Monthly Archives: February 2013

Essential Oil Profile: Helichrysum gymnocephalum

H. gymno silky scents








Helichrysum:  Helichrysum gymnocephalum                                                  Other common names:  Stenocline gymnocephala DC                       Botanical family:  Asteraceae


Like most varietals of Helichrysum, Helichrysum gymnocephalum possesses a unique chemical profile and differs significantly in therapeutic properties from other species of Helichrysum and specifically from the more popular H. italicumHelichrysum gymnocephalum, typically grown in Madagascar on wild shrubs with aromatic small yellow flowers, has a fresh, camphoraceous, eucalyptus-like aroma.  The branches are covered by white, fine hairs that are harvested for this oil.  While Helichrysums in general make positive contributions to aromatherapy, recognition of the dramatic differences between the species, and specifically the benefits of Helichrysum gymnocephalum, make for an interesting study.

Varietal Differences 

There are over 600 species occurring worldwide.  Common to all of them is the word “Helichrysum” derived from the Greek word “Helios” meaning sun and “chrysos” meaning gold.  However, the similarities are few and the differences are great as the chemistry of the various helichrysums differ significantly.  A common misconception is that the “Helichrysum” from Madagascar is inferior to the Helichrysum from Croatia or Corsica, when in fact they are completely different oils.  The Latin name becomes very important when talking about Helichrysums.  As there is general confusion among us concerning the different Helichrysums, I have included a brief comparison.

The Helichrysum most people are familiar with is Helichrysum italicum, known as everlasting and immortelle, commonly grown in Croatia, Bosnia, Corsica, the US (California), and recently has become available in Albania. Helichrysum italicum, as in all other essential oils, can differ in chemistry depending on the soil and climate of the area.  For example, Helichrysum italicum from Corsica and Croatia are both excellent oils that possess strong wound and injury healing along with cell regenerative properties due to the ketones, italidones, di-ketones and the sesquiterpenes-curcumenes (Bowles, 2003; Schnaubelt, 1998).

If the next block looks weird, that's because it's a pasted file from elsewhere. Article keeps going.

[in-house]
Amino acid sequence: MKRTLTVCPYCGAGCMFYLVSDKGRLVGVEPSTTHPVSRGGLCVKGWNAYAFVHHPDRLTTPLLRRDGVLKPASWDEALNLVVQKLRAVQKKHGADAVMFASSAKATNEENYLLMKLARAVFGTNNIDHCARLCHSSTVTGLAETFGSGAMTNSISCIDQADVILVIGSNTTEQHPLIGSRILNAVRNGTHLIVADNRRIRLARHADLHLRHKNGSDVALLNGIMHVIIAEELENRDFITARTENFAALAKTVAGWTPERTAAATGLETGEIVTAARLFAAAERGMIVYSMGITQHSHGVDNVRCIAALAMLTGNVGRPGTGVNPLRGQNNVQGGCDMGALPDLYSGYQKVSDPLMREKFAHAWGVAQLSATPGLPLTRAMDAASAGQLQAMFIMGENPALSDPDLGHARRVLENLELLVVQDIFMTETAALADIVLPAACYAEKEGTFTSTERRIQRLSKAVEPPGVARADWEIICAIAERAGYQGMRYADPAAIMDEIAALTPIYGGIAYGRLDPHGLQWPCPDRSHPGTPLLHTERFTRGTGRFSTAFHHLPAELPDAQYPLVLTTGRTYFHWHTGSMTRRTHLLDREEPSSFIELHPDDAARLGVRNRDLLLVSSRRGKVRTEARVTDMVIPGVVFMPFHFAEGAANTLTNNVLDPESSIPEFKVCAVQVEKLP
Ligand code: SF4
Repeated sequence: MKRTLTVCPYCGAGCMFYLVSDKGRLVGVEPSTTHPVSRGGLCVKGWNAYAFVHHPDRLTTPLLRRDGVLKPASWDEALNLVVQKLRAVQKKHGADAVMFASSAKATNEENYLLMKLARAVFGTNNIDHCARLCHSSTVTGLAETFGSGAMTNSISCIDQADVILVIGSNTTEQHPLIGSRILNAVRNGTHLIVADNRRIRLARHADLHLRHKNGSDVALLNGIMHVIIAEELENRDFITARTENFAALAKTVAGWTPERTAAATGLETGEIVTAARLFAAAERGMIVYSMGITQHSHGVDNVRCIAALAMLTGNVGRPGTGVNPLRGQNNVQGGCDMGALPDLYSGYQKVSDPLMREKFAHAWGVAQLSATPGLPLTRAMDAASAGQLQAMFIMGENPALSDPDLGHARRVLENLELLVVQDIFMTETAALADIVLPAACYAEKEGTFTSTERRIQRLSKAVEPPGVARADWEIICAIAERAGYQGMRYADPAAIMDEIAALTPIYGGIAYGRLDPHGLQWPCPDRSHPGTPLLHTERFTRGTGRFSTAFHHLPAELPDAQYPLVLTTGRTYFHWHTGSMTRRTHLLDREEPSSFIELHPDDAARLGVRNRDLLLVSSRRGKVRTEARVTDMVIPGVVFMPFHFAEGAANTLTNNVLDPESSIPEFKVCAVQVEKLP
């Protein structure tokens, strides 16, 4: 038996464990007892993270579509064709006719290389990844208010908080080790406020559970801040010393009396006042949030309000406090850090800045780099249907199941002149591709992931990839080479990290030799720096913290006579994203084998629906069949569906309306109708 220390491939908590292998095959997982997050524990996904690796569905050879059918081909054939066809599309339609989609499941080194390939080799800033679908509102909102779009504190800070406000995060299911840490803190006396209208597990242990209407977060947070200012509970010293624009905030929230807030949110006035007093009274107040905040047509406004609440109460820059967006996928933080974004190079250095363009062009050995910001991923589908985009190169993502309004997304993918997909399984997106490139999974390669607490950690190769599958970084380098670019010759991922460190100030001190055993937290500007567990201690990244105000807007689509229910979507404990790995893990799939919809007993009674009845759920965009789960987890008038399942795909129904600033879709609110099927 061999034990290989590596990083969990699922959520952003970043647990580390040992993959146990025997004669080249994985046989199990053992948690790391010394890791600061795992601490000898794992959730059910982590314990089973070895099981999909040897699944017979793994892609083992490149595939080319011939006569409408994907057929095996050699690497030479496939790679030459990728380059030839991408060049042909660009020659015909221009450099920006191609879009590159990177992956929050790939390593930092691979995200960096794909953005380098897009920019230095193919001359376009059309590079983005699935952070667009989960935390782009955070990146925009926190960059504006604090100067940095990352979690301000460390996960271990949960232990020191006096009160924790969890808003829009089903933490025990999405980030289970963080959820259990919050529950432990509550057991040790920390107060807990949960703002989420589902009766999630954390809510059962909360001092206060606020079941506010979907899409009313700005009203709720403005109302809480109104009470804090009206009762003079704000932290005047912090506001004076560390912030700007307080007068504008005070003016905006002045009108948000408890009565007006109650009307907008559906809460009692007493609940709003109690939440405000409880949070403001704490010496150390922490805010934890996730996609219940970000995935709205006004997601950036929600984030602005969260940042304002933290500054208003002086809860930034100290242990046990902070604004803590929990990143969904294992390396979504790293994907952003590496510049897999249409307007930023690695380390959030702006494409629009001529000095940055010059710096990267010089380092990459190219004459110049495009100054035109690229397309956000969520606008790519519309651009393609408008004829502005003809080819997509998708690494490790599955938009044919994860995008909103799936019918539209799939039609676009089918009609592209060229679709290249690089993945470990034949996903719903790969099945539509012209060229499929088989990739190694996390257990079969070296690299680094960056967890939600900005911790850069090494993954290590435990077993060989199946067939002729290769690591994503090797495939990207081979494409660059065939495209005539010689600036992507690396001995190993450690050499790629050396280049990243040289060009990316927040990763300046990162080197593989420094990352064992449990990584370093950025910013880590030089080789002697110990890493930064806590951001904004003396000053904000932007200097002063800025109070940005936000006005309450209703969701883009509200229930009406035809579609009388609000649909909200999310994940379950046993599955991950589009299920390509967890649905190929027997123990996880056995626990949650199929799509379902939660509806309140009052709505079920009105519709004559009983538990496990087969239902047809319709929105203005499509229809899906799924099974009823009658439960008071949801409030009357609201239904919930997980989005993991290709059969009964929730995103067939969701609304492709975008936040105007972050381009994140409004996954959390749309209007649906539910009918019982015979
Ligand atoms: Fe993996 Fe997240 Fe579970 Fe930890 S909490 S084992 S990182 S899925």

Therapeutic Properties

Analgesic, antibacterial, anti-infectious , anti-inflammatory, antimalarial, antiseptic, antiviral, decongestant, expectorant, immunostimulant, mucolytic, and tonic for the nervous system.


Oxide 1,8 cineole comprises a large percentage of the chemical components in Helichryrsum gymnocephalum (the referenced batch in this article being 66.36%). Oxide 1,8 cineole is the primary component that sets this oil apart from other Helichryrsum species.

Monoterpenes comprise approximately 16% of Helichryrsum gymnocephalum, in the form of α-pinene and β-pinene. α-pinene is anti-inflammatory, antibacterial, antispasmodic, antiviral and anti-fungal (candida).  β-Pinene is found to be a potent scavenger of hydroxyl radicals (Billany et al, 1995). It is suggested that monoterpenes achieve success when added to topically applied products for the relief of muscular and rheumatic pain.

Analgesic and anti-inflammatory: 1,8 cineole produces anti-inflammatory and analgesic effects (Santos, 2000).

Anti-infectious: Eucalyptol (1,8 cineole) has a strong anti-infectious capacity, particularly against viruses, which is reinforced by the presence of limonene and α-pinene (Penoel, 1992).

Antibacterial and Antiviral:  1,8-cineole inhibited the growth of 16 out of 17 gram-positive and gram-negative bacteria (4), showing an antiviral action against HSV-1 (Astani et al, 2010).

Decongestant:  1,8 cineole shows improvements in breathlessness and lung function (Worth et al, 2009).

Mucolytic: 1,8 cineole anti-inflammatory and mucolytic action appear to assist in helping of the upper and lower airway diseases (Jurgens et al, 2003).

In a 12-week placebo-controlled clinical trial, patients with severe asthma were able to reduce their consumption of glucocorticosteroid medication by 36% in the group taking 1,8-cineole capsules, compared with 6% in the control group (Jurgens et al, 2003).

Antimalarial: The use of Helichrysum gymnocephalum against Malaria is being explored and this is one research article (Afoulous, Samia et al 2011).

Helichrysum gymnocephalum shares similar properties as Eucalyptus globulus.  In my personal experience, I have found it to be a more gentle oil versus E. globulus due to the lower 1,8 cineole content (66.36% versus 73.65% respectively).  I would choose this oil when making blends for the elderly and young children. The aroma is more vibrant, deeper, and sweeter than the E. globulus making it a great choice for inhalers, diffuser blends, or added to a carrier.  When I use this oil in various blends, I feel support for my respiratory system (facilitating deeper breathing), improved mental clarity and creativity depending on the purpose of the blend. Oils distilled from flowers traditionally represent new growth and are associated with the head and heart. They are often calming and are said to boost self-confidence, emotional support, and renew energy.

Read the full article and view essential oil formulas for allergies and respiratory issues by Karen Williams, RN, CA in the Winter 2012 issue of the IJPHA.  Subscribe to the IJPHA at